The organisation has been evolving with time and has included services like housekeeping, collection of unwanted household goods, e-waste and garden waste. Some of the SWaCH members are also trained in using the mechanical and manual compost pits and the bio-methanation plants. The group also recently launched a project which mainly deals with disposal of soiled and used sanitary products like diapers which are non bio-degradable. “Paper bags made out of old newspapers are sold at Re. 1 to the citizens for disposal of these waste products. This also helps the waste pickers in segregation and collection of waste products in a hygienic way,” informs one of the members Aparna Susarla.

The organisation has been evolving with time and has included services like housekeeping, collection of unwanted household goods, e-waste and garden waste. Some of the SWaCH members are also trained in using the mechanical and manual compost pits and the bio-methanation plants.

A few gaps

The waste pickers still face certain problems which are yet to be sorted out. For instance, many people do not segregate the garbage in their homes into wet and dry. “They believe that it is the duty of the waste pickers to segregate. This is a very difficult task for the waste pickers since it’s very unhygienic and also has health hazards. The people do not understand that the service offered involves only collection of the garbage and not segregation,” says Susarla.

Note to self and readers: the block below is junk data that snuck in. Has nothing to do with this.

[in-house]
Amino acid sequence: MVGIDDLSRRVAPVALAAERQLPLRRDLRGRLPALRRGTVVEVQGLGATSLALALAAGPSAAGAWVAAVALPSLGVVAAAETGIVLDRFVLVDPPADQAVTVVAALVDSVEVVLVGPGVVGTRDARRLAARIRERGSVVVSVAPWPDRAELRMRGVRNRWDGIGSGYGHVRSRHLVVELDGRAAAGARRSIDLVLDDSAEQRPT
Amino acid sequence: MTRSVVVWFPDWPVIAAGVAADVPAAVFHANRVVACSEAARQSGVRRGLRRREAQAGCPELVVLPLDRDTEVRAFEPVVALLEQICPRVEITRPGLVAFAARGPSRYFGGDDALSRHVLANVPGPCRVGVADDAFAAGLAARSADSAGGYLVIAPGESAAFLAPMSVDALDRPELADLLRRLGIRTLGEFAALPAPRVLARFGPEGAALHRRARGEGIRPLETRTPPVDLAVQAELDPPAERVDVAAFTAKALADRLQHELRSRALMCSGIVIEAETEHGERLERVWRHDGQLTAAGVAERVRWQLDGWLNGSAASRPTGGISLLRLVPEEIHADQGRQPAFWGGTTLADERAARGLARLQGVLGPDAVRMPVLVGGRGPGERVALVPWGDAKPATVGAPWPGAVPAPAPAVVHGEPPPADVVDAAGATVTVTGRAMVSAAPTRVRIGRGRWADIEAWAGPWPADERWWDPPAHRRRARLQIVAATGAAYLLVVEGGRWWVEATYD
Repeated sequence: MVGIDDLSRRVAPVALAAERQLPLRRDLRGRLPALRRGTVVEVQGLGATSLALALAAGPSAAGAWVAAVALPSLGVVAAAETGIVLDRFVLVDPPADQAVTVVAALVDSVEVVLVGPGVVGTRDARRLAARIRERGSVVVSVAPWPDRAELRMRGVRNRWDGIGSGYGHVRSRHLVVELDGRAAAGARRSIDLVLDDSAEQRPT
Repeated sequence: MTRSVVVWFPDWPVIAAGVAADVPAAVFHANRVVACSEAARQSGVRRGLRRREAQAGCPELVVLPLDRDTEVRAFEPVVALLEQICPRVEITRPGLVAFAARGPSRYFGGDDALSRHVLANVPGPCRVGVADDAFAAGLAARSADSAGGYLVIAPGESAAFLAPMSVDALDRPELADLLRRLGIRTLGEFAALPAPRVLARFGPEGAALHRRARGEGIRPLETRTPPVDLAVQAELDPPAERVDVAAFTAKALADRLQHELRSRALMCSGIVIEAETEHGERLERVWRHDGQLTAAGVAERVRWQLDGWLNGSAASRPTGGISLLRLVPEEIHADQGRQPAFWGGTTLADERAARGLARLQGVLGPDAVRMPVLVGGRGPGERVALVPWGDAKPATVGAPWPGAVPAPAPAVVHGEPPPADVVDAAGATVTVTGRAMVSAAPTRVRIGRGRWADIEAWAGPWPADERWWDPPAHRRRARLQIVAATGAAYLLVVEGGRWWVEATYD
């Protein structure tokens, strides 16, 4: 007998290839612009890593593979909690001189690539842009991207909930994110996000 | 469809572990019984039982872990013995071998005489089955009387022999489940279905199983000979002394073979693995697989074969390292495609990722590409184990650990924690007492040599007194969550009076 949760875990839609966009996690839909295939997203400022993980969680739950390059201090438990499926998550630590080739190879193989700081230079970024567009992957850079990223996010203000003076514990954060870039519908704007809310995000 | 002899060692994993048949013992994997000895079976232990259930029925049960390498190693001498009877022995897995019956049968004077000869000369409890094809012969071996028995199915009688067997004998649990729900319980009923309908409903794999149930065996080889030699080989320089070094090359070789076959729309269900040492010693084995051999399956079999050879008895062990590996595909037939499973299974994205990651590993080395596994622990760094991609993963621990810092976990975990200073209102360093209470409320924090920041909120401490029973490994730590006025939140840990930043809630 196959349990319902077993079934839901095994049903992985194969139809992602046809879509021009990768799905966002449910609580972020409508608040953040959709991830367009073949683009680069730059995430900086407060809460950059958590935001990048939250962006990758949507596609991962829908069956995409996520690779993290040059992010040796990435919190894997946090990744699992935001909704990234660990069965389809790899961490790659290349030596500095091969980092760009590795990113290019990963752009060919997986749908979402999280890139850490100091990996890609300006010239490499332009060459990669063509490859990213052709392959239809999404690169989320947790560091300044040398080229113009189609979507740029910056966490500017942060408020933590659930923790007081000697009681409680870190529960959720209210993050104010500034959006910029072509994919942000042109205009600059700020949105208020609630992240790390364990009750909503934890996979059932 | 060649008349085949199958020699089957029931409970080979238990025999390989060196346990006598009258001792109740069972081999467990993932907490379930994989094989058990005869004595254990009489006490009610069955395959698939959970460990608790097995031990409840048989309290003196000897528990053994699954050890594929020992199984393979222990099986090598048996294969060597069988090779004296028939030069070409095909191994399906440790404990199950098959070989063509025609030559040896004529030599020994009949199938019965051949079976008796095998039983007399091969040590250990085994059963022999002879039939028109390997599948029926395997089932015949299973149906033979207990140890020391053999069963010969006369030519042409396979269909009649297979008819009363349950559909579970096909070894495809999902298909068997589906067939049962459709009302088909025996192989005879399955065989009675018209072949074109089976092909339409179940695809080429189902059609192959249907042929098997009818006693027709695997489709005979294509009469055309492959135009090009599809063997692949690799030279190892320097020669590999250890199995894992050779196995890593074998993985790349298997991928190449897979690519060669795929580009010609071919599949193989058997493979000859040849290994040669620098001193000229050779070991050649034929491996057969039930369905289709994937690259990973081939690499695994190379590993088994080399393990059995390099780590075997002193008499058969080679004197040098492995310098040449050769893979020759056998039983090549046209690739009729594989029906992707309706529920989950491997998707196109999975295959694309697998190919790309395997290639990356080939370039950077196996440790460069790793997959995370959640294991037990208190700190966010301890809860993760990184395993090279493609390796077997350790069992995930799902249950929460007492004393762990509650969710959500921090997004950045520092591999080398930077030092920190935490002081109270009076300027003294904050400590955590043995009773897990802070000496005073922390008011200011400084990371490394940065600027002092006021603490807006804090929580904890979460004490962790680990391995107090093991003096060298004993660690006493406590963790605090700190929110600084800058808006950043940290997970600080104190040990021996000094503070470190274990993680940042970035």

Also, some citizens feel the service should be free. “There are cases when the citizens might pay more to the waste pickers as they are happy with the service. But there are also cases where the people are not ready to pay. Some lack the awareness that this is a service that is being provided to them by an organisation, not the municipal corporation,” Susarla adds.

There are cases when the citizens might pay more to the waste pickers as they are happy with the service. But there are also cases where the people are not ready to pay. Some lack the awareness that this is a service that is being provided to them by an organisation, not the municipal corporation

Effectively, the user fee recovered by SWaCH members is the minimum amount that the municipality would have had to raise through taxes to pay for this additional service. The logic is quite simple: there is more direct accountability to the service user in this system. What also makes SWaCH workers like Surekha Gaikwad different than other waste pickers is that they interact with the rich and the powerful as also with ordinary residents without any stigma.